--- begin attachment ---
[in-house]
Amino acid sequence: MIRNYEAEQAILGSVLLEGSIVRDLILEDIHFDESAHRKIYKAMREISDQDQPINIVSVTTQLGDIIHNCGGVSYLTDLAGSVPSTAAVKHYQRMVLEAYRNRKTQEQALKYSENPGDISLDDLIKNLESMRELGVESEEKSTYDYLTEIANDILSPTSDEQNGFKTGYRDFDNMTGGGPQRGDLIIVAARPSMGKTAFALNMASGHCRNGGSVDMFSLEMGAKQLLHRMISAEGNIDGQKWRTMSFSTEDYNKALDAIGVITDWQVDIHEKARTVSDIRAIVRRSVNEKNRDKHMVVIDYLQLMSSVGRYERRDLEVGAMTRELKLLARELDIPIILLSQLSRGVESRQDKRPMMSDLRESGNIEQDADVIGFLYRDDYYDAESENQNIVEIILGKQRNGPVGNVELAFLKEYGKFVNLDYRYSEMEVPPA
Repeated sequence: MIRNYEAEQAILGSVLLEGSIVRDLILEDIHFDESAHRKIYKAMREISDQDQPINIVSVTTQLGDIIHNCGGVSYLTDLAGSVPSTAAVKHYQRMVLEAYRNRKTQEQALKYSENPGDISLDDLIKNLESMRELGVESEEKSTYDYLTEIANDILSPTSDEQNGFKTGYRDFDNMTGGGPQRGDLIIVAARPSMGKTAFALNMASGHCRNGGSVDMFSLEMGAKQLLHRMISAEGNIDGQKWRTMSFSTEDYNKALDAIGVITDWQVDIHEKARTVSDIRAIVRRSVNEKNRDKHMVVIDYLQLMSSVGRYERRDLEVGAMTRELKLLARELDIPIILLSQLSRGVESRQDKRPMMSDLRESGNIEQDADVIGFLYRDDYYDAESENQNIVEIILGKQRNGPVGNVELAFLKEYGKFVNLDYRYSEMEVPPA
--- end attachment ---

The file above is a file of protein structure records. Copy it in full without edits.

[in-house]
Amino acid sequence: MIRNYEAEQAILGSVLLEGSIVRDLILEDIHFDESAHRKIYKAMREISDQDQPINIVSVTTQLGDIIHNCGGVSYLTDLAGSVPSTAAVKHYQRMVLEAYRNRKTQEQALKYSENPGDISLDDLIKNLESMRELGVESEEKSTYDYLTEIANDILSPTSDEQNGFKTGYRDFDNMTGGGPQRGDLIIVAARPSMGKTAFALNMASGHCRNGGSVDMFSLEMGAKQLLHRMISAEGNIDGQKWRTMSFSTEDYNKALDAIGVITDWQVDIHEKARTVSDIRAIVRRSVNEKNRDKHMVVIDYLQLMSSVGRYERRDLEVGAMTRELKLLARELDIPIILLSQLSRGVESRQDKRPMMSDLRESGNIEQDADVIGFLYRDDYYDAESENQNIVEIILGKQRNGPVGNVELAFLKEYGKFVNLDYRYSEMEVPPA
Repeated sequence: MIRNYEAEQAILGSVLLEGSIVRDLILEDIHFDESAHRKIYKAMREISDQDQPINIVSVTTQLGDIIHNCGGVSYLTDLAGSVPSTAAVKHYQRMVLEAYRNRKTQEQALKYSENPGDISLDDLIKNLESMRELGVESEEKSTYDYLTEIANDILSPTSDEQNGFKTGYRDFDNMTGGGPQRGDLIIVAARPSMGKTAFALNMASGHCRNGGSVDMFSLEMGAKQLLHRMISAEGNIDGQKWRTMSFSTEDYNKALDAIGVITDWQVDIHEKARTVSDIRAIVRRSVNEKNRDKHMVVIDYLQLMSSVGRYERRDLEVGAMTRELKLLARELDIPIILLSQLSRGVESRQDKRPMMSDLRESGNIEQDADVIGFLYRDDYYDAESENQNIVEIILGKQRNGPVGNVELAFLKEYGKFVNLDYRYSEMEVPPA